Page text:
It is essential that your commercial agreements comply with consumer law. At the same time, you need to ensure that your interests are properly protected; which can be a fine balancing act.
The sale of goods and services to consumers is subject to a wide range of legislation and regulation covering areas including:
- Terms implied in to all contracts for supply of goods and/or services to consumers, including the requirement that goods are of satisfactory quality.
- Terms and conditions which are considered to be unfair (and therefore unlawful) for use in transactions with consumers.
- Misleading advertising rules and regulations.
- Unfair commercial practices including misleading consumers either through what is said prior to sale, or equally what is not said.
- Product safety, including post sale safety monitoring and reporting obligations.
- The requirements that must be met by any voluntary manufacturer’s warranty offered by a product manufacturer.
- The relationship between voluntary manufacturer warranties and consumer law.
- Distance selling regulations, including the ‘cooling off’ period generally afforded to consumers that purchase goods via a website or call centre.
- Advising a well-known hotel brand on their terms and conditions with consumers and on covid related impacts to the contracts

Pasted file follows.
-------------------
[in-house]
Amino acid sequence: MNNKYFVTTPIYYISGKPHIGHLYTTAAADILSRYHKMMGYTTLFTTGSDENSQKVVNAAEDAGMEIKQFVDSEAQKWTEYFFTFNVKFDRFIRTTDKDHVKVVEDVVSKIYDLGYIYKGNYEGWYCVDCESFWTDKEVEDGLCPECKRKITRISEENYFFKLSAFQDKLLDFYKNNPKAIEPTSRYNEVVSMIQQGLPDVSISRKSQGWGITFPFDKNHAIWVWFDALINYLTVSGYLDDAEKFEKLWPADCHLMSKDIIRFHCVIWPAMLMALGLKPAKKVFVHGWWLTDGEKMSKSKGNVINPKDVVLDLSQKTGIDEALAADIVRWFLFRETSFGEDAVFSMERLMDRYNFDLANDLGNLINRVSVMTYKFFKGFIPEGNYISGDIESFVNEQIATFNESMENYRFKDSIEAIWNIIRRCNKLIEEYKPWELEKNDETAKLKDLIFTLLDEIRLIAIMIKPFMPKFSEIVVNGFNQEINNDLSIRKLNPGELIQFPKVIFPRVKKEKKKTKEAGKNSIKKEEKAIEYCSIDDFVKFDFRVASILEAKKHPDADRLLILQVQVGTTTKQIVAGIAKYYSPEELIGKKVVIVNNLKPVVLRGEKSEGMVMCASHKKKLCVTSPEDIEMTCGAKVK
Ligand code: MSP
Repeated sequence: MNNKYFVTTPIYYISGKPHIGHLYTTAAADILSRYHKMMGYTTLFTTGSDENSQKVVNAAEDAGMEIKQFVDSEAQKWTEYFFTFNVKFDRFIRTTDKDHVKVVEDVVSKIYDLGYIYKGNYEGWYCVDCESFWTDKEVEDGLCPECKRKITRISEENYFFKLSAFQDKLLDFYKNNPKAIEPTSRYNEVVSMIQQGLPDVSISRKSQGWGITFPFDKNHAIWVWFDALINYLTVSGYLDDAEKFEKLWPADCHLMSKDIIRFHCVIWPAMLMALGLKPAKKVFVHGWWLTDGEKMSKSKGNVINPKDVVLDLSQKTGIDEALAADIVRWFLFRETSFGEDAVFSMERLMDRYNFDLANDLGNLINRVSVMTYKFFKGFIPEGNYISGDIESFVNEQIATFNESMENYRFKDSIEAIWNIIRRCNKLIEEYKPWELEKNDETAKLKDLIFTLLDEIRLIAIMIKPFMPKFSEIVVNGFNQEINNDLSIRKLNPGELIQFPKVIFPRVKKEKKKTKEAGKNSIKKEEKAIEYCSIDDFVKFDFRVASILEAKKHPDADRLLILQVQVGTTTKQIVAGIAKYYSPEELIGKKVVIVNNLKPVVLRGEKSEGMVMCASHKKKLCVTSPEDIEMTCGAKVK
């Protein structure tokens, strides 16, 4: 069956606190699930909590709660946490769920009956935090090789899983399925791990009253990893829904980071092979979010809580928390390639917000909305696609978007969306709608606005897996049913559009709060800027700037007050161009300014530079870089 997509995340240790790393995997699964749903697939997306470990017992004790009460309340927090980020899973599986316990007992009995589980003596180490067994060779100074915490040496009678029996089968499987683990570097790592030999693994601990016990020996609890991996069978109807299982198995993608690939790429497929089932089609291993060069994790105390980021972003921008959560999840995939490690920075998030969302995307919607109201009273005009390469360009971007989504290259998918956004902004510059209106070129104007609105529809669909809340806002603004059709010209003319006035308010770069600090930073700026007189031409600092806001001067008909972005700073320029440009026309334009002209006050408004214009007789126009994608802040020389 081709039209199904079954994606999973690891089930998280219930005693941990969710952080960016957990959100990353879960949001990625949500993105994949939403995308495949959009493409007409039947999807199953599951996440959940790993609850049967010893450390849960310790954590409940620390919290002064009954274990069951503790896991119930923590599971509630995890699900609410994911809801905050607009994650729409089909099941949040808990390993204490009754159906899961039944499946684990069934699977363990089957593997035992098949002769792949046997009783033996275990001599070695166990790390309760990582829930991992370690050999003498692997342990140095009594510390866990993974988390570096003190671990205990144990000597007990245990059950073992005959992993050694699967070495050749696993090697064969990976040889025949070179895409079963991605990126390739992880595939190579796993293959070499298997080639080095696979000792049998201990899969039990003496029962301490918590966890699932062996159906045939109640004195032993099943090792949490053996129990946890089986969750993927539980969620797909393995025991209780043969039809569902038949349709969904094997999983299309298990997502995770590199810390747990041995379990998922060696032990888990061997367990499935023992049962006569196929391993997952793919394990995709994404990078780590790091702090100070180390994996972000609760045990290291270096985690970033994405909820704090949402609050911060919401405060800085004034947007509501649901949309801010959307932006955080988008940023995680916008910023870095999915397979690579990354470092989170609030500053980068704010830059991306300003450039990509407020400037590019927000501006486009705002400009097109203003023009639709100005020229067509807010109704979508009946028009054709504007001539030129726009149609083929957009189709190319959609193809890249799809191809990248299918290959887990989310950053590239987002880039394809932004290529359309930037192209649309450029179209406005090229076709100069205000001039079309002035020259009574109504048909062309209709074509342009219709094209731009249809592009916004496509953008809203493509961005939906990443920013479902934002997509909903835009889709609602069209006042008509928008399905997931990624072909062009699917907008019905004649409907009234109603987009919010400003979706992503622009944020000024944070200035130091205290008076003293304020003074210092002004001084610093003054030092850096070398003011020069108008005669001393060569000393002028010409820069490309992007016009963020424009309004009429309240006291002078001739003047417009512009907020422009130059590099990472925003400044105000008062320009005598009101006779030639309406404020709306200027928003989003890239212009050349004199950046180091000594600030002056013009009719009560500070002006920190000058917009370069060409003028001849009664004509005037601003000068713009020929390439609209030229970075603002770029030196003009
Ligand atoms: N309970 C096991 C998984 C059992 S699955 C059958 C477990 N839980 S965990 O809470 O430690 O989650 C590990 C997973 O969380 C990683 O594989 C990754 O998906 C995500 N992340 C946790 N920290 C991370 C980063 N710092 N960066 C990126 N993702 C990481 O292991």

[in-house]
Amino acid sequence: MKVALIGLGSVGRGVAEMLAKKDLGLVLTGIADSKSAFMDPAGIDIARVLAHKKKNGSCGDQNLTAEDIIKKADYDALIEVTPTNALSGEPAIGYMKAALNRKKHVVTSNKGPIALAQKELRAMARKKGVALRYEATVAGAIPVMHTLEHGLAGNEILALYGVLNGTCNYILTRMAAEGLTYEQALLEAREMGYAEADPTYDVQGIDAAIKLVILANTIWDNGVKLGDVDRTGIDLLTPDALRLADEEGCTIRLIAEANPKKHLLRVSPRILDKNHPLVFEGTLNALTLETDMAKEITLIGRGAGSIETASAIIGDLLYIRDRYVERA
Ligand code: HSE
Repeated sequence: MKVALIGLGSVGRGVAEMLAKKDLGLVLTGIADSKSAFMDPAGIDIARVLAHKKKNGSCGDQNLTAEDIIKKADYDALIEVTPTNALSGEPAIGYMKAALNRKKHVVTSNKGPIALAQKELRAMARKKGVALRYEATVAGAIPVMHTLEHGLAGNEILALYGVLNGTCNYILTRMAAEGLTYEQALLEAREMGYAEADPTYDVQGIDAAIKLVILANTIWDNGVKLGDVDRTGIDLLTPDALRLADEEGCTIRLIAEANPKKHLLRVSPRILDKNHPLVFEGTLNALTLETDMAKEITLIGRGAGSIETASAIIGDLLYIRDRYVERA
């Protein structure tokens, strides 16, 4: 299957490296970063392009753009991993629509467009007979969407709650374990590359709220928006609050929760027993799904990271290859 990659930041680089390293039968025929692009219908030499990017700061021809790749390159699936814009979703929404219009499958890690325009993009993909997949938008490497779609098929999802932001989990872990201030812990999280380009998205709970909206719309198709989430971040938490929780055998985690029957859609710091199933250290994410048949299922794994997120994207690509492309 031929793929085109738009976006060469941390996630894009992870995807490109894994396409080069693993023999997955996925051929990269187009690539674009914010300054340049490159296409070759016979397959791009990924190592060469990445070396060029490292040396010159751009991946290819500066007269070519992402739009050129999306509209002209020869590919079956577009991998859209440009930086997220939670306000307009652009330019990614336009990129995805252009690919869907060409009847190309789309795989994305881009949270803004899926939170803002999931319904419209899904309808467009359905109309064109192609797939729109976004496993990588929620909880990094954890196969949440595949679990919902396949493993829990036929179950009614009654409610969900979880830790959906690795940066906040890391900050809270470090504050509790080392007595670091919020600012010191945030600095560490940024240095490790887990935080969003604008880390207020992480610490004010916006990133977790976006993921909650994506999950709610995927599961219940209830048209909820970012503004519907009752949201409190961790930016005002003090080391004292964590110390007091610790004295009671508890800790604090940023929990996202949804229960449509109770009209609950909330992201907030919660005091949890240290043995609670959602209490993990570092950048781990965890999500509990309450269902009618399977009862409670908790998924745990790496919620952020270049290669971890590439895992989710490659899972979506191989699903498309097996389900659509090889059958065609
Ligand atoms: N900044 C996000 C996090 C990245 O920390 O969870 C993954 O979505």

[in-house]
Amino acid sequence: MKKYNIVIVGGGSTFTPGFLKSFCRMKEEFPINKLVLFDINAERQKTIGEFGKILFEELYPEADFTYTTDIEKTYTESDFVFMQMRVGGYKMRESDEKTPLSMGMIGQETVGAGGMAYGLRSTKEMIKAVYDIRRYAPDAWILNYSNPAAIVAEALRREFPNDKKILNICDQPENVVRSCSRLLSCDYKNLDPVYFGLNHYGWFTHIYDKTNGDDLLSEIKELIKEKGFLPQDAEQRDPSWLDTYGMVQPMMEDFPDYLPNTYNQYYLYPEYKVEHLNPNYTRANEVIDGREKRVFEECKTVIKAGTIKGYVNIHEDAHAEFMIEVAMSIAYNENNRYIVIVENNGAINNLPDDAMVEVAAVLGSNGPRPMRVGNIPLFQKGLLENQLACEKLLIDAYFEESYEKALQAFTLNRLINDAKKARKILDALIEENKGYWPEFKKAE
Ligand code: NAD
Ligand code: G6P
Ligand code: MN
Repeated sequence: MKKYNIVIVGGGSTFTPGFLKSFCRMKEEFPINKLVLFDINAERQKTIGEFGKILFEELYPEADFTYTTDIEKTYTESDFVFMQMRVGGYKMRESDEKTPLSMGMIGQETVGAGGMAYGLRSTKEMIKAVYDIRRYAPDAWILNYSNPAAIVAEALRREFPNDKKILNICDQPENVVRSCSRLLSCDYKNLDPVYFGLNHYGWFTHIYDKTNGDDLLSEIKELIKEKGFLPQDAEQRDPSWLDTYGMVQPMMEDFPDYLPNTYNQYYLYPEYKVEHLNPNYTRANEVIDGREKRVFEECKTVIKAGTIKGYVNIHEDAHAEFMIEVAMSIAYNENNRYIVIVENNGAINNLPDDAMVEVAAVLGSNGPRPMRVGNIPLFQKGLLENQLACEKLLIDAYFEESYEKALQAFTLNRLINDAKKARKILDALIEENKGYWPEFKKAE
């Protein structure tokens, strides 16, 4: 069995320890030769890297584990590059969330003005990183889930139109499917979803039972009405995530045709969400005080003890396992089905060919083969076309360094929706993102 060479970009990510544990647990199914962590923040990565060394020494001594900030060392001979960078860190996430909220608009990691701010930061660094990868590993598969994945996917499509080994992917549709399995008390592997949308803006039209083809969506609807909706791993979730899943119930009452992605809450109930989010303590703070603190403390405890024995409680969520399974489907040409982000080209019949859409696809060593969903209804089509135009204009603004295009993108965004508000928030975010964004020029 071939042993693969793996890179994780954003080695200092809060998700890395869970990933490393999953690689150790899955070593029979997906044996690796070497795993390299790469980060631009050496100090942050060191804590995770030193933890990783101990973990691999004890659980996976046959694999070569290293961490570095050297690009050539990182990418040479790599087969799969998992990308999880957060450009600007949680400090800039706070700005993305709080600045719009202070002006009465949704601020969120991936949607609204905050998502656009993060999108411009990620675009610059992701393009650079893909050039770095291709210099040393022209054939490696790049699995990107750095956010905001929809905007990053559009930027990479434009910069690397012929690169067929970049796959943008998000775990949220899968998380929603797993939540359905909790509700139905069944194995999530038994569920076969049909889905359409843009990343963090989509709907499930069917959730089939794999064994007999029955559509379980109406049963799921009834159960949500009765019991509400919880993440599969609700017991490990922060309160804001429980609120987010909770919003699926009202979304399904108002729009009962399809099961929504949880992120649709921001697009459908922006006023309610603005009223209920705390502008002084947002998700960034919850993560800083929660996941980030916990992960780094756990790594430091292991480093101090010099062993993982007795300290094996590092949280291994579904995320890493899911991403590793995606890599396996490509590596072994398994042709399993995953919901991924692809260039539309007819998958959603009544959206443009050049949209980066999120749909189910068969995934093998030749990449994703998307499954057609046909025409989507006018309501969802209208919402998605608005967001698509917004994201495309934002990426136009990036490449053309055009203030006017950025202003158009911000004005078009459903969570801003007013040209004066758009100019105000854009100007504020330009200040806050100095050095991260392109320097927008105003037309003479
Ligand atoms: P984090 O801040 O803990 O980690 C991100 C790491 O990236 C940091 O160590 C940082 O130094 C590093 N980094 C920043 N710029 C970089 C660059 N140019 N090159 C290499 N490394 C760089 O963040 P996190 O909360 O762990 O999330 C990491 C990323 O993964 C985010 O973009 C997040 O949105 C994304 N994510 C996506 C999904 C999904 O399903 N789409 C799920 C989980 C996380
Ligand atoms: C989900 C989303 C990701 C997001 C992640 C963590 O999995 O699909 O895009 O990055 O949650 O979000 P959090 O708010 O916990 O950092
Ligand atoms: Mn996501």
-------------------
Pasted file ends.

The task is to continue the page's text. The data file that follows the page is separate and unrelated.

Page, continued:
- Advising an international brand on a range of consumer facing contracts including supply of goods agreements, software licence agreements, product warranties and returns policies
- Managing the international expansion of an international brand in relation to its consumer agreements
- Advising an automotive broker on its terms and conditions of sale.
Consumer Law FAQs
What are examples of consumer rights?
Consumers have a statutory cooling off period of 14 days during which they are able to cancel the contract, but note this doesn’t apply to all consumer contracts. The law also prescribes certain rights in respect of faulty goods or services not supplied properly. These are varied and depend on what is being provided and what the issue is. They also have the right to receive certain information from the trader prior to entering into the contract.
Can I contract out of the consumer protection laws?
For many of the consumer protection laws, you are unable to contract out of them, and any provision which purports to do so would be considered unenforceable. It is also important to consider that some actions when dealing with consumers can be considered unfair practices which can attract criminal liability.
In addition, many clauses in consumer contracts are subject to the test of fairness and will be considered unenforceable if it fails to meet the required tests.
Is there a Consumer Protection Code my business can implement?
Unfortunately, there is no single ‘consumer protection code’, making consumer law compliance a real challenge for businesses. Our experts are on hand to provide commercial, pragmatic advice.
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